A Tour of New Netherland

Long Island

Amersfoort (Flatlands)

Beginning in 1636, a handful of New Amsterdam residents bought large tracts of farmland in an area of western Long Island in which the soil was unusually fertile. Eleven years later, there were enough residents to warrant naming the place as a town. Amersfoort recalled the city of Amersfoort, near Utrecht, in the Netherlands. By 1654, the town was sizable enough to have magistrates, militia officers, and of course taverns. The following year the neighboring town of Midwout, which was building a church for the use of all area residents, was forced to ask the council of New Netherland to order the citizens of Amersfoort to help cut and haul timber for the church. By 1656, the residents had taken on more responsibility for their religious welfare: they joined with Midwout in petitioning that the residents of Breuckelen help them pay for a minister for the church.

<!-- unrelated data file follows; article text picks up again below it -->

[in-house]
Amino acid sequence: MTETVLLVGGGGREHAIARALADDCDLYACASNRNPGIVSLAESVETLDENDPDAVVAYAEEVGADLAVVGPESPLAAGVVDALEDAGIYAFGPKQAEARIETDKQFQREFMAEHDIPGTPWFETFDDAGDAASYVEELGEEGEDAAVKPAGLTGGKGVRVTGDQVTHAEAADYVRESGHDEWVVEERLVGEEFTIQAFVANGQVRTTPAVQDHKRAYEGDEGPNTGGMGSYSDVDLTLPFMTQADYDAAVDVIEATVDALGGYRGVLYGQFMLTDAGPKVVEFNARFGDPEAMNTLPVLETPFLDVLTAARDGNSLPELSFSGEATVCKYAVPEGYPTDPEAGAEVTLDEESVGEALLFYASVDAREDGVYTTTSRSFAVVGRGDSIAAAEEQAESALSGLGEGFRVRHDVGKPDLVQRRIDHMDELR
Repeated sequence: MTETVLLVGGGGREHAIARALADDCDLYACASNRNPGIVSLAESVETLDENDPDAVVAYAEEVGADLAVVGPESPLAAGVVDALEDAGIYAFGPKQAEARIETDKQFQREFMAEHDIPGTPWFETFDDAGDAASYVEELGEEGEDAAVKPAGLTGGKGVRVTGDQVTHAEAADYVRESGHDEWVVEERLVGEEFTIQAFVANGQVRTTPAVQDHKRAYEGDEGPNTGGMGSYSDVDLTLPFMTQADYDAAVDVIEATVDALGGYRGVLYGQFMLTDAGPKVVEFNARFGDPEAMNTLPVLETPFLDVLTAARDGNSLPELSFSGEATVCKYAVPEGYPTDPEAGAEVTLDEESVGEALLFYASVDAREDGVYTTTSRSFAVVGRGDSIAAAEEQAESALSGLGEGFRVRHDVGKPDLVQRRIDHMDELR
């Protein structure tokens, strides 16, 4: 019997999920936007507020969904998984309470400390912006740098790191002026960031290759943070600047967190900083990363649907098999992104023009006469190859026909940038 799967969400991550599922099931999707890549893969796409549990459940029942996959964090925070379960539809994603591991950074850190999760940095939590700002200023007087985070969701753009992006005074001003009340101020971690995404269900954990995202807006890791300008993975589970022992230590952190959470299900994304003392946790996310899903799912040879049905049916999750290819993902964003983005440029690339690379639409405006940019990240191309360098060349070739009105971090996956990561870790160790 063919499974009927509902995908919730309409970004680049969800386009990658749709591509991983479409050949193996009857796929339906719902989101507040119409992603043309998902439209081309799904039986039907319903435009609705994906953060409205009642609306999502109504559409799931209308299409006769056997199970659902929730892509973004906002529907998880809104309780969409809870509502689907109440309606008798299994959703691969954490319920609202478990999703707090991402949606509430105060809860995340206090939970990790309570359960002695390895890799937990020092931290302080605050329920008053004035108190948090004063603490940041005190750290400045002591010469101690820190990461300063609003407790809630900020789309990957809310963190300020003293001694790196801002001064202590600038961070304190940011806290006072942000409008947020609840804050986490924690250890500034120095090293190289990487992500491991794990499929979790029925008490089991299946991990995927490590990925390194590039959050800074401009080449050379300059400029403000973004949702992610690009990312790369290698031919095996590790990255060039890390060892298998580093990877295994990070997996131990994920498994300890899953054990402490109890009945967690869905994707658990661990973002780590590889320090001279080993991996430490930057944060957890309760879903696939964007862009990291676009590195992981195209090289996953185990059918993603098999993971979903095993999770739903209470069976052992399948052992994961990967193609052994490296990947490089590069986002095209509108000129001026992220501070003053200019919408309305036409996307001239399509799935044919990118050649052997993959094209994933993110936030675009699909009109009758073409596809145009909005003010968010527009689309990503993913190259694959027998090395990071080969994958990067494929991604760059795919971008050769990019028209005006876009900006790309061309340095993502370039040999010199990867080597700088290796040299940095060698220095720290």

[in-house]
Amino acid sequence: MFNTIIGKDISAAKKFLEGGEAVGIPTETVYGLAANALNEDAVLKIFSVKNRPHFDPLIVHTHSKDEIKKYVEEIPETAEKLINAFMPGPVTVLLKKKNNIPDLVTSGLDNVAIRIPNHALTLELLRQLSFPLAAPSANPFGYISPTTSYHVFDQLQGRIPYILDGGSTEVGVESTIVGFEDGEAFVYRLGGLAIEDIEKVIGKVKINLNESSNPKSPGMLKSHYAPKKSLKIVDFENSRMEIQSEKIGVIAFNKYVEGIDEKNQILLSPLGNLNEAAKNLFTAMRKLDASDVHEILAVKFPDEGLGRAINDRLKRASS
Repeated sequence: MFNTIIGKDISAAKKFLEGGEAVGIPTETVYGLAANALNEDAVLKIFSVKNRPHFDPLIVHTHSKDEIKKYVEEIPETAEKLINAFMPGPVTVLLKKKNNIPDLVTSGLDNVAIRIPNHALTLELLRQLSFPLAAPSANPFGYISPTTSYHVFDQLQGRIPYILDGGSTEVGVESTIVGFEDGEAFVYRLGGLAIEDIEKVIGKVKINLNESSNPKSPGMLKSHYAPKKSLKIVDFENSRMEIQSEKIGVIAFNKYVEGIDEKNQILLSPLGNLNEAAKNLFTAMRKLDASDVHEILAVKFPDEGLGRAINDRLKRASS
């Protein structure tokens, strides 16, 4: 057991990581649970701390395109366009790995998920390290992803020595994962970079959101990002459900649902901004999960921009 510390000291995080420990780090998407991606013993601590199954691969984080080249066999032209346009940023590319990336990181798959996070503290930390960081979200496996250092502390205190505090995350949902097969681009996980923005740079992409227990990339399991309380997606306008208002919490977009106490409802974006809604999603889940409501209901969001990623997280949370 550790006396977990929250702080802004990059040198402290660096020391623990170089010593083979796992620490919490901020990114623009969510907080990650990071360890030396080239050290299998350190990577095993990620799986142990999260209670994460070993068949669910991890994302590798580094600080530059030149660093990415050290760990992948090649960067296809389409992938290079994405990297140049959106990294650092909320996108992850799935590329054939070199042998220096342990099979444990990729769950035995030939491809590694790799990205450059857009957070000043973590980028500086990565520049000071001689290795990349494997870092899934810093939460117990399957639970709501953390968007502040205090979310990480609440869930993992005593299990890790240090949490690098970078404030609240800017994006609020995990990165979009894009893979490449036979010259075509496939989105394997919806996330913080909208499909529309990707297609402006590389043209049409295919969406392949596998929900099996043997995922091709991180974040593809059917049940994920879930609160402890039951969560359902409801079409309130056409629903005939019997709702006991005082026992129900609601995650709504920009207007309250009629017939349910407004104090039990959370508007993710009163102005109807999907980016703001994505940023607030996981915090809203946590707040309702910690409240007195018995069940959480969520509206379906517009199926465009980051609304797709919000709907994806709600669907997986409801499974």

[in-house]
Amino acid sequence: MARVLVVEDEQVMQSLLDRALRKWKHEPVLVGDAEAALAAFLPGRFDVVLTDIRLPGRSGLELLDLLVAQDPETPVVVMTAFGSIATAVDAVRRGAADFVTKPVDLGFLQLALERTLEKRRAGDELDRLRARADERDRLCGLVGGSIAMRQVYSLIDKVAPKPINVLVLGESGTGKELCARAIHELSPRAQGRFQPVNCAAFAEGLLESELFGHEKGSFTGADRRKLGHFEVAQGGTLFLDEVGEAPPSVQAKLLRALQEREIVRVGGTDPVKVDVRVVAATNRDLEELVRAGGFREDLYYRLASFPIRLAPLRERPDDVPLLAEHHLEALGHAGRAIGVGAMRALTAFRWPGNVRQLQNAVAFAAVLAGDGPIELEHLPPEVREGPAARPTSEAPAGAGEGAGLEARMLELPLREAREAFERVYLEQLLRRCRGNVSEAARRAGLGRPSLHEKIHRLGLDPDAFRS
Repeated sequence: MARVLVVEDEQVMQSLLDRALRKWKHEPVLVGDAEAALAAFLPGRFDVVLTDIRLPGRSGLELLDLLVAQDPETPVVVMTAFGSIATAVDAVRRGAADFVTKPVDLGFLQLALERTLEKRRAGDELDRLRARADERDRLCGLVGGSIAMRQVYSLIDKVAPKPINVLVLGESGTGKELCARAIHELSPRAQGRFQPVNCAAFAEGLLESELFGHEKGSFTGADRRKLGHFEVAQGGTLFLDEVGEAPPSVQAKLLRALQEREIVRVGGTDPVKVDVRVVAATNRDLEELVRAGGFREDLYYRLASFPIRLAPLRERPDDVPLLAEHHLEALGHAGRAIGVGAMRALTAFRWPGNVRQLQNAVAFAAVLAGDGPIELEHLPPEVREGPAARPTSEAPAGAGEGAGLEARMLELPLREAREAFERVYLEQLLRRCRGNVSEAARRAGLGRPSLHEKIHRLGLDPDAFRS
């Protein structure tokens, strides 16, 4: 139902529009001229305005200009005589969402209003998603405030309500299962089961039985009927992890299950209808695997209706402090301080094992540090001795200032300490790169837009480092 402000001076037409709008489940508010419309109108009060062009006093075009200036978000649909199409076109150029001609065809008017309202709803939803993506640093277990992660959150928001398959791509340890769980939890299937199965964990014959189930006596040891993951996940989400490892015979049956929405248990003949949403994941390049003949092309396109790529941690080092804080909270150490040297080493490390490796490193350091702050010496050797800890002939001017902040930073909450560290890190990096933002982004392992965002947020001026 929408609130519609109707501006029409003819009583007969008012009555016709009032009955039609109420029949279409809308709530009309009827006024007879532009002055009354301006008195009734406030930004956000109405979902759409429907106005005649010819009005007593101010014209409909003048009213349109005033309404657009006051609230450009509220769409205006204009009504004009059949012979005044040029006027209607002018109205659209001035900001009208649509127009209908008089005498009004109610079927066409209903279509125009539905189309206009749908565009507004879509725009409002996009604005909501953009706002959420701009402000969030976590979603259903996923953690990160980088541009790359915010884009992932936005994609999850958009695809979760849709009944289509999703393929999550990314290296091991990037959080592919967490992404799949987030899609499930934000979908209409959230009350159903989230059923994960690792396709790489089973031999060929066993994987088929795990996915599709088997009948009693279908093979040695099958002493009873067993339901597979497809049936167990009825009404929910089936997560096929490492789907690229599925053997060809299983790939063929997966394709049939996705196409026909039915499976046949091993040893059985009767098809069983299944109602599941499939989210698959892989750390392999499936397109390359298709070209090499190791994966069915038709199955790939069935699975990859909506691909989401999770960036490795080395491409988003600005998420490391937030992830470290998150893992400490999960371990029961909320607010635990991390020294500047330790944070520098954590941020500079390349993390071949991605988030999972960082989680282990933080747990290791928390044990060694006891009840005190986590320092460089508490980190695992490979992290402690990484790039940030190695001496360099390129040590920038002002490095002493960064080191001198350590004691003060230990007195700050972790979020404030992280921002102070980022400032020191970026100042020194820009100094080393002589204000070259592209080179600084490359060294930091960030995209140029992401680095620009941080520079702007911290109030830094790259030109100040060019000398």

Under the English, Amersfoort became Flatlands. Today Flatlands is a neighborhood of southeast Brooklyn that occupies a small portion of the original town's area.

Pieter Claesen Wyckoff built his house in Amersfoort in 1652, and the (much renovated) building still stands, and is one of the oldest structures in New York.

See the museum.

History of Amersfoort in the Netherlands

About the New Netherland Institute

For over three decades, NNI has helped cast light on America's Dutch roots. In 2010, it partnered with the New York State Office of Cultural Education to establish the New Netherland Research Center, with matching funds from the State of the Netherlands. NNI is registered as a 501(c)(3) non-profit organization. Contributions are tax-deductible to the extent permitted by law. More

The New Netherland Research Center

Housed in the New York State Library, the NNRC offers students, educators, scholars and researchers a vast collection of early documents and reference works on America's Dutch era. More


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